The first sketch of Colorado's new congressional districts locates the new eighth seat in the northern Denver suburbs, concentrating the state's political power in the metro area.
Why it matters: The preliminary map released Wednesday shuffles the political landscape in Colorado and gives Republicans a shot at flipping a seat to even the congressional delegation at a 4-4 split.
- Democrats currently hold a 4-3 advantage over Republicans.
What's happening: The new 8th District — a byproduct of significant growth in the Denver area — would include the fast-growing suburbs: Arvada, Westminster, Broomfield, Thornton and Brighton.
- The partisan breakdown favors Democrats, with voters split 30% Democrat, 23% Republican and 45% unaffiliated with a major party.
What they're saying: "We recognize this was the fastest-growing area of the state,” Jeremiah Barry, a legislative attorney advising the redistricting commissions, told the Colorado Sun. “The second [reason] was a recognition that although nearly 30% of the population of the state are Hispanics, none of the current seven districts are represented by a Hispanic.”
The intrigue: The current 7th District, represented by Democratic U.S. Rep. Ed Perlmutter, would lose those suburbs and gain neighborhoods in conservative Douglas County, giving it a redder tint for the 2022 election and making it a possible GOP pickup opportunity.
Context: Nonpartisan legislative staffers drew the initial edition of the map under the state's new independent redistricting process approved by voters in 2018.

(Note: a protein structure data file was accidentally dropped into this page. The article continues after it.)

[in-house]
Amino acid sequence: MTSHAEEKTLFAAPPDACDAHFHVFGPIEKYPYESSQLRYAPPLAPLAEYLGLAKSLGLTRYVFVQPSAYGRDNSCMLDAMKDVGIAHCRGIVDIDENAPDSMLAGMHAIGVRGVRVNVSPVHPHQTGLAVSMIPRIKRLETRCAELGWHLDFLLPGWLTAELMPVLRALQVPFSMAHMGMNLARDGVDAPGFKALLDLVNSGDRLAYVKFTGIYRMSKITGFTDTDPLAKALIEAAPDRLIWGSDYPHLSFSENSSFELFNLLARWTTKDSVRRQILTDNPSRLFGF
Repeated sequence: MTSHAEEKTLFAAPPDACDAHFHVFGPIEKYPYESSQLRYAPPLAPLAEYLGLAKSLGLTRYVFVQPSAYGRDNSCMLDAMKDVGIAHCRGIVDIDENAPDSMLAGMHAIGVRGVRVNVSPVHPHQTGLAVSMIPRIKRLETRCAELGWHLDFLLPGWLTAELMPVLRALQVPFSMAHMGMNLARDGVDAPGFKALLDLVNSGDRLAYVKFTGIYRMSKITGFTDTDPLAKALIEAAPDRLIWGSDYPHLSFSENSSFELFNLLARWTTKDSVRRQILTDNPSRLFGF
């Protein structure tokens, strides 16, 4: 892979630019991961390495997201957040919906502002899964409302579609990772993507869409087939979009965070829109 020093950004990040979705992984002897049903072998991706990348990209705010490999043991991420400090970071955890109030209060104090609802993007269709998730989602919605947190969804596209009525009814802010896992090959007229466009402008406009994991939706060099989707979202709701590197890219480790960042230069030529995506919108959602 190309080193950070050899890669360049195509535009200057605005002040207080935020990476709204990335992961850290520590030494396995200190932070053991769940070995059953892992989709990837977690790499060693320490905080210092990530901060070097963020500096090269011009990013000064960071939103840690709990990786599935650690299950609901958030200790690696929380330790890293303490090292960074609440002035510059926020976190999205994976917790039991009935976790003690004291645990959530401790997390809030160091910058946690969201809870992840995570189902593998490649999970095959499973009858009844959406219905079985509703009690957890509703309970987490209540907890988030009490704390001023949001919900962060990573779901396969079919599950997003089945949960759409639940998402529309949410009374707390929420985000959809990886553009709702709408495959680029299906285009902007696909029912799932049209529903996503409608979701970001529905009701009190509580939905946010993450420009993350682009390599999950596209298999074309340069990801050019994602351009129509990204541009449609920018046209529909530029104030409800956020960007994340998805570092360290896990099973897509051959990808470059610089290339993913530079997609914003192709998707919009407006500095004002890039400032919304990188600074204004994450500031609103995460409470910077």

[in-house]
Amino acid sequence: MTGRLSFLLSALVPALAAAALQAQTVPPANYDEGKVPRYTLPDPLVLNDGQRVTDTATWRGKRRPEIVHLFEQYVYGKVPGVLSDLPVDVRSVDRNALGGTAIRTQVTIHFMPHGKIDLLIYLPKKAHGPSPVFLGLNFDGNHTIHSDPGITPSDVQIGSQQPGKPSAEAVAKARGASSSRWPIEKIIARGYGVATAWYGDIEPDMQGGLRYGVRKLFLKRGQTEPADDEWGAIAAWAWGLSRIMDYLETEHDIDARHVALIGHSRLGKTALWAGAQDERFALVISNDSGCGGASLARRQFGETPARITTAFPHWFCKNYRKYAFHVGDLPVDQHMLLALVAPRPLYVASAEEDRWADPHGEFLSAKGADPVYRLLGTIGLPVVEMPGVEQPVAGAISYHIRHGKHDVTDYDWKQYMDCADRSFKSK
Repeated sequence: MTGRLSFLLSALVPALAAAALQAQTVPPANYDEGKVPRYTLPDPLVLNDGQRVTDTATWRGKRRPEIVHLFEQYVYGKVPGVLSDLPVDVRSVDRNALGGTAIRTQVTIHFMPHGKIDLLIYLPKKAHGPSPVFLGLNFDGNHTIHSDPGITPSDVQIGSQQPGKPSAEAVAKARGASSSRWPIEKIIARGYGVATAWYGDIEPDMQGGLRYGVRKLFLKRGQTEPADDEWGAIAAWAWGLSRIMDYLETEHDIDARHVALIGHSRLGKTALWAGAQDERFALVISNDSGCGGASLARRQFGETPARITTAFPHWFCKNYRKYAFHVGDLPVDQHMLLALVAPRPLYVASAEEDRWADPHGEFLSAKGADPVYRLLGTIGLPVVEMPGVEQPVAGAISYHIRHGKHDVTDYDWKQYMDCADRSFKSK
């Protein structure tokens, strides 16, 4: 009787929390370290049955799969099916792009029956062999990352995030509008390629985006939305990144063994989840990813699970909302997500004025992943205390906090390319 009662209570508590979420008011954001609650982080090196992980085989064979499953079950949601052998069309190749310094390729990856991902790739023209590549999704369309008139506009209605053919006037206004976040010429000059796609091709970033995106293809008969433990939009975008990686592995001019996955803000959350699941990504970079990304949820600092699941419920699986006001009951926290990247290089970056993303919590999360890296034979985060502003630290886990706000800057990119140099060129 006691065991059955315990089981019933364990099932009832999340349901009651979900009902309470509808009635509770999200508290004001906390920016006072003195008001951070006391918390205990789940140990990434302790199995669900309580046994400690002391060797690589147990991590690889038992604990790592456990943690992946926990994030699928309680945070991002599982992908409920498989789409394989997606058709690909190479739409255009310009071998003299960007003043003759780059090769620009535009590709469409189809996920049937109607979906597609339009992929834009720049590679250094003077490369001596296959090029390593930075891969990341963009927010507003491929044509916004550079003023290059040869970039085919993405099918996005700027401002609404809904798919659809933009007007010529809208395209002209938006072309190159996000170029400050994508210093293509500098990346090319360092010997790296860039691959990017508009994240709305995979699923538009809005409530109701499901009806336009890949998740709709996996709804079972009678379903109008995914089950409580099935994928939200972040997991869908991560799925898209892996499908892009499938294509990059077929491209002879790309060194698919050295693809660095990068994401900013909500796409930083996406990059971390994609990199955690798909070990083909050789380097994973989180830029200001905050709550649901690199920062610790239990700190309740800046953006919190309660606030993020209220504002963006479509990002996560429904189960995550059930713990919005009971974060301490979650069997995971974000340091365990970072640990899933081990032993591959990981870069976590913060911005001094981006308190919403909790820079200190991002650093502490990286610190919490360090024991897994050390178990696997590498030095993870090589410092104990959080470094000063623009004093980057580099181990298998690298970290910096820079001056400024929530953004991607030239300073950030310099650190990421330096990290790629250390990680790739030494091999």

- It's a major step in a months-long process, but the map will change with input from an appointed board.
- The political boundaries are based on preliminary population data because the decennial census figures are delayed. Colorado is the first state to release a 2022 map.
Be smart: In prior reapportionment, the state Legislature, which is currently controlled by Democrats, drew the maps.
Details: Other changes reshape existing districts but don't substantially change the political outlook.
- The 1st District would now only include the city and county of Denver and be a Democratic stronghold.
- The 2nd District would focus on Boulder and northern Colorado, losing some mountain communities but staying Democratic.
- The 3rd District would add territory, including Eagle, Summit and Grand counties, as well as some of western Boulder County, but still favor Republicans.
- The 4th District covering the conservative Eastern Plains would gain the San Luis Valley and Pueblo County, which was previously in the 3rd District.
- The 5th District would dial back to just conservative El Paso County, jettisoning its current counties to the West.
- The 6th District would lose some turf on the northern side to the new district but still cover Aurora and Littleton.
What they're saying: Morgan Carroll, the chair of the Colorado Democratic Party, said in a statement that the new plan "seems to put a thumb on the scale for Republicans" but added that it's "too soon to know" what it means.
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